A former Siemens AG executive pleaded guilty Thursday to conspiring to pay tens of millions of dollars in bribes to Argentine government officials for a $1 billion contract to create national identity cards.
Eberhard Reichert, 78, appeared in federal court in Manhattan. He pleaded guilty to one count of conspiring to violate the FCPA anti-bribery, internal controls and books and records provisions, and to commit wire fraud.
He was one of eight people charged in 2011 with FCPA offenses for the Argentina bribery scheme.
Reichert, a German citizen, worked for Siemens from 1964 to 2001 as an executive of Siemens Business Services.
He was arrested last year in Croatia and agreed to be extradited to the United States.
When he appeared in federal court in December, he pleaded not guilty and was released on bond of $500,000.
His trial was set to begin in July this year.
One of his co-defendants, Andrés Truppel, a former chief financial officer of Siemens Argentina, pleaded guilty in U.S. federal court in 2015.
Truppel, a dual citizen of Germany and Argentina, admitted that he and others paid nearly $1 million to a former official in Argentina’s Ministry of Justice.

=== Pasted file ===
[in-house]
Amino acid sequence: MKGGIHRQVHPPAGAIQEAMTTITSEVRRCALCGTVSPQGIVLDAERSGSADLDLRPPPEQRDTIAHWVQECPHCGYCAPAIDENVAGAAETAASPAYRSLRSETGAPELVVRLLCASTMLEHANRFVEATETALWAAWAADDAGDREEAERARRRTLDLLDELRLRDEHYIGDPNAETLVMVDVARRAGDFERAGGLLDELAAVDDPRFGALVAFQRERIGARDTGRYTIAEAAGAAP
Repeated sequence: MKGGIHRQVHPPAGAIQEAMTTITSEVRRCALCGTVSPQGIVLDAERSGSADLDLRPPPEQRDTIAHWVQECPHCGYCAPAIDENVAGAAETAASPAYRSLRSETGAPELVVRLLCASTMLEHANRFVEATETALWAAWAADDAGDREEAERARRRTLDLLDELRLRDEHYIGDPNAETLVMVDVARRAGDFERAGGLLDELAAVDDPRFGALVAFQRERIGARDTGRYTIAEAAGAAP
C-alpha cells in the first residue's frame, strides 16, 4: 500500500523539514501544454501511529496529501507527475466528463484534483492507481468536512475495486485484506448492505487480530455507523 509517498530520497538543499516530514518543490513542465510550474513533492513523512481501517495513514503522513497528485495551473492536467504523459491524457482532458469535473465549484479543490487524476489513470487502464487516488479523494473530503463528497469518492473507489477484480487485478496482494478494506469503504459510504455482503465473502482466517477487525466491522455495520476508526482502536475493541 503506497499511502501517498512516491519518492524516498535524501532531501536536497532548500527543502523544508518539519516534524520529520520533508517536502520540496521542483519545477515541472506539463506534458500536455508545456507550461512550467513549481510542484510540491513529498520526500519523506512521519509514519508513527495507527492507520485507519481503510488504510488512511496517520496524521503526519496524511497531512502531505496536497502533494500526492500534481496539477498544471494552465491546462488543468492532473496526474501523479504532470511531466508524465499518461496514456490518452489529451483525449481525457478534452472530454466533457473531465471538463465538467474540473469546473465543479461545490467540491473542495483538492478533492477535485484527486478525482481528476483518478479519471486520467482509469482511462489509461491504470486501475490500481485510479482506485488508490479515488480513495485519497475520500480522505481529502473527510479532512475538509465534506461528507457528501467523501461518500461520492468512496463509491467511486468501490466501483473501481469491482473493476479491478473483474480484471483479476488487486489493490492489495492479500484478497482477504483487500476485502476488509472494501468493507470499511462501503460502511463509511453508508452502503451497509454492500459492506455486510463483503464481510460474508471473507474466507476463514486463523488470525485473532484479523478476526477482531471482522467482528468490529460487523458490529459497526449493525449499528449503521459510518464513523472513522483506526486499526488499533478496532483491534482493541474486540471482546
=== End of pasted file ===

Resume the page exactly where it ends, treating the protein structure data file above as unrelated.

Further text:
As part of his plea, Truppel agreed to cooperate with authorities. He hasn’t been sentenced.
The DOJ’s John Cronan said in a statement Thursday: “Far too often, companies pay bribes as part of their business plan, upsetting what should be a level playing field and harming companies that play by the rules.”
In his plea, Reichert admitted to “a decade-long scheme to pay tens of millions of dollars in bribes” for the national ID card contract, worth more $1 billion to Siemens.
The judge Thursday didn’t set a sentencing date.
Reichert admitted using shell companies controlled by intermediaries “to disguise and launder the funds” for the Argentina bribes.
So far, he and Truppel are the only defendants from the so-called Siemens-8 to appear in U.S. court to face criminal charges. All were non-U.S. citizens living outside the United States.
Reichert’s March 15, 2018 plea agreement with the DOJ is here.
Richard L. Cassin is the publisher and editor of the FCPA Blog.